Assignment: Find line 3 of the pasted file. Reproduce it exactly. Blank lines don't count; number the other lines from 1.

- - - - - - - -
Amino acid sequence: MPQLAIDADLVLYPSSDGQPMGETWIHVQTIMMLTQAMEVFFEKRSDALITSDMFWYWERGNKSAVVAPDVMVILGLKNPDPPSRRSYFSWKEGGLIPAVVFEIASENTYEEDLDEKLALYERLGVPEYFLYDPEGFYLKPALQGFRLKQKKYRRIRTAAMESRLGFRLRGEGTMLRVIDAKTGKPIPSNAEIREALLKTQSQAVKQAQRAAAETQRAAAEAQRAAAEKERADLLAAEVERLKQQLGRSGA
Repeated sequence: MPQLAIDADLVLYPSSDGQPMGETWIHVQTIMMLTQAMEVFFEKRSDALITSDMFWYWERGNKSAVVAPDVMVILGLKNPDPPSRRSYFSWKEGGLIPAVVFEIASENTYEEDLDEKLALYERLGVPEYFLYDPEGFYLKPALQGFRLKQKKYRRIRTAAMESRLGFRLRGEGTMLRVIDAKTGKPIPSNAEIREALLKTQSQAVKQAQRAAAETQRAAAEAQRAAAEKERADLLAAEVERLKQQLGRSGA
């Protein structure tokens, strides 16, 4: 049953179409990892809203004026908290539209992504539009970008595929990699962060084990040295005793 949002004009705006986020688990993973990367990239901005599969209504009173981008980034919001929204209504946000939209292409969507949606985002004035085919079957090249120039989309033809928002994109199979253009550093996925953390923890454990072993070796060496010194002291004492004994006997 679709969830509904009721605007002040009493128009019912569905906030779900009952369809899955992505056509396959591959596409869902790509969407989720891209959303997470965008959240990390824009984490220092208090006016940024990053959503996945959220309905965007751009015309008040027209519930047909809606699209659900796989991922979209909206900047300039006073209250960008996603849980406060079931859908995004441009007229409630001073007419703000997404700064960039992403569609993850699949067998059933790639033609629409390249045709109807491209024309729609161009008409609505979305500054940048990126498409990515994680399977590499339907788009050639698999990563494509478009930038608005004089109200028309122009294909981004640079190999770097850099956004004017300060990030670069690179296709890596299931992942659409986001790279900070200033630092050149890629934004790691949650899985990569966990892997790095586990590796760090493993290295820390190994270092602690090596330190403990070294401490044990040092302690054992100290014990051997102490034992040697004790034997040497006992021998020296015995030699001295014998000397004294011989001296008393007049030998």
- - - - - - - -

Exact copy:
């Protein structure tokens, strides 16, 4: 049953179409990892809203004026908290539209992504539009970008595929990699962060084990040295005793 949002004009705006986020688990993973990367990239901005599969209504009173981008980034919001929204209504946000939209292409969507949606985002004035085919079957090249120039989309033809928002994109199979253009550093996925953390923890454990072993070796060496010194002291004492004994006997 679709969830509904009721605007002040009493128009019912569905906030779900009952369809899955992505056509396959591959596409869902790509969407989720891209959303997470965008959240990390824009984490220092208090006016940024990053959503996945959220309905965007751009015309008040027209519930047909809606699209659900796989991922979209909206900047300039006073209250960008996603849980406060079931859908995004441009007229409630001073007419703000997404700064960039992403569609993850699949067998059933790639033609629409390249045709109807491209024309729609161009008409609505979305500054940048990126498409990515994680399977590499339907788009050639698999990563494509478009930038608005004089109200028309122009294909981004640079190999770097850099956004004017300060990030670069690179296709890596299931992942659409986001790279900070200033630092050149890629934004790691949650899985990569966990892997790095586990590796760090493993290295820390190994270092602690090596330190403990070294401490044990040092302690054992100290014990051997102490034992040697004790034997040497006992021998020296015995030699001295014998000397004294011989001296008393007049030998």